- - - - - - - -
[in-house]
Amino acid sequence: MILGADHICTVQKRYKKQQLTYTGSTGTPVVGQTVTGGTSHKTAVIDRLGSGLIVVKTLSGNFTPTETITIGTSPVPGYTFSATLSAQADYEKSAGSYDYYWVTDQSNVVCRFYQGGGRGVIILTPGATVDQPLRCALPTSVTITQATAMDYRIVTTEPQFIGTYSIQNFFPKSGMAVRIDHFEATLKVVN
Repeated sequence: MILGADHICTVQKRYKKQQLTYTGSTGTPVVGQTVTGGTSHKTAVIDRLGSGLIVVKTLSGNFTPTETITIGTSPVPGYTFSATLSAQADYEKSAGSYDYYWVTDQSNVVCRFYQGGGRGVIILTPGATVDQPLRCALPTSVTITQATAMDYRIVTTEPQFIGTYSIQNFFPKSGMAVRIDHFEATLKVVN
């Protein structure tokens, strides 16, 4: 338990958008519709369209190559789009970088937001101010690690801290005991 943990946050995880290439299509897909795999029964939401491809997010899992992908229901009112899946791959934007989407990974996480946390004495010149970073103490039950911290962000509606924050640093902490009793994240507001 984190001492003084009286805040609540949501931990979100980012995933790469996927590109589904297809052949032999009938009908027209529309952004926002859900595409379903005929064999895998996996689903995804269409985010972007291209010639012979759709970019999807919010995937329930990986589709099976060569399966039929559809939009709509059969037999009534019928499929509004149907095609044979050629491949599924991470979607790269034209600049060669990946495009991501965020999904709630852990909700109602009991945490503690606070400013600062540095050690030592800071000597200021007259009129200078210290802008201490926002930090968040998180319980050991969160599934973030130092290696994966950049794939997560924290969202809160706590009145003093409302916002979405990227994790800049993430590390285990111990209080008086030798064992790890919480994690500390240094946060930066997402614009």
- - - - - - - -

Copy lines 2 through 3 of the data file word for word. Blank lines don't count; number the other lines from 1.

Amino acid sequence: MILGADHICTVQKRYKKQQLTYTGSTGTPVVGQTVTGGTSHKTAVIDRLGSGLIVVKTLSGNFTPTETITIGTSPVPGYTFSATLSAQADYEKSAGSYDYYWVTDQSNVVCRFYQGGGRGVIILTPGATVDQPLRCALPTSVTITQATAMDYRIVTTEPQFIGTYSIQNFFPKSGMAVRIDHFEATLKVVN
Repeated sequence: MILGADHICTVQKRYKKQQLTYTGSTGTPVVGQTVTGGTSHKTAVIDRLGSGLIVVKTLSGNFTPTETITIGTSPVPGYTFSATLSAQADYEKSAGSYDYYWVTDQSNVVCRFYQGGGRGVIILTPGATVDQPLRCALPTSVTITQATAMDYRIVTTEPQFIGTYSIQNFFPKSGMAVRIDHFEATLKVVN